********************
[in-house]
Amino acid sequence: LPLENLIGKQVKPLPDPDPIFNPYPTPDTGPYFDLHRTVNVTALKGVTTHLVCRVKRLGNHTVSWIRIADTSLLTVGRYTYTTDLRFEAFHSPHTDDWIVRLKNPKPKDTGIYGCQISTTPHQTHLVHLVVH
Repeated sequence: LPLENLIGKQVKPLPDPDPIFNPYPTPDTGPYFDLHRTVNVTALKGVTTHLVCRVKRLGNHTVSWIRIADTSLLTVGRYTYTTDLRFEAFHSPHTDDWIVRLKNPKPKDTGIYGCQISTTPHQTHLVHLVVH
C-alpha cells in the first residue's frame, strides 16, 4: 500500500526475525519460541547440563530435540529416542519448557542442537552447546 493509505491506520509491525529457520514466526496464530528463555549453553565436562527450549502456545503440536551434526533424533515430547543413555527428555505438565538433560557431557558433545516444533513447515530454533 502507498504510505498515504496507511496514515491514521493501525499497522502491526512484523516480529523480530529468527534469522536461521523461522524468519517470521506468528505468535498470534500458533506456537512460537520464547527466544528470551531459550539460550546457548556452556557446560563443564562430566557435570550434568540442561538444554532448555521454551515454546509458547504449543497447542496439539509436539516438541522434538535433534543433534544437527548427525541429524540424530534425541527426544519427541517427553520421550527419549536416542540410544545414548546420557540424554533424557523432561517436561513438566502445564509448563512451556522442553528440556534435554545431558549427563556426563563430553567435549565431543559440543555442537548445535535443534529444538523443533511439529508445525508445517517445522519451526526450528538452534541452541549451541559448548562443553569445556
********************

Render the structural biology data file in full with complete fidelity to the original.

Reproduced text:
[in-house]
Amino acid sequence: LPLENLIGKQVKPLPDPDPIFNPYPTPDTGPYFDLHRTVNVTALKGVTTHLVCRVKRLGNHTVSWIRIADTSLLTVGRYTYTTDLRFEAFHSPHTDDWIVRLKNPKPKDTGIYGCQISTTPHQTHLVHLVVH
Repeated sequence: LPLENLIGKQVKPLPDPDPIFNPYPTPDTGPYFDLHRTVNVTALKGVTTHLVCRVKRLGNHTVSWIRIADTSLLTVGRYTYTTDLRFEAFHSPHTDDWIVRLKNPKPKDTGIYGCQISTTPHQTHLVHLVVH
C-alpha cells in the first residue's frame, strides 16, 4: 500500500526475525519460541547440563530435540529416542519448557542442537552447546 493509505491506520509491525529457520514466526496464530528463555549453553565436562527450549502456545503440536551434526533424533515430547543413555527428555505438565538433560557431557558433545516444533513447515530454533 502507498504510505498515504496507511496514515491514521493501525499497522502491526512484523516480529523480530529468527534469522536461521523461522524468519517470521506468528505468535498470534500458533506456537512460537520464547527466544528470551531459550539460550546457548556452556557446560563443564562430566557435570550434568540442561538444554532448555521454551515454546509458547504449543497447542496439539509436539516438541522434538535433534543433534544437527548427525541429524540424530534425541527426544519427541517427553520421550527419549536416542540410544545414548546420557540424554533424557523432561517436561513438566502445564509448563512451556522442553528440556534435554545431558549427563556426563563430553567435549565431543559440543555442537548445535535443534529444538523443533511439529508445525508445517517445522519451526526450528538452534541452541549451541559448548562443553569445556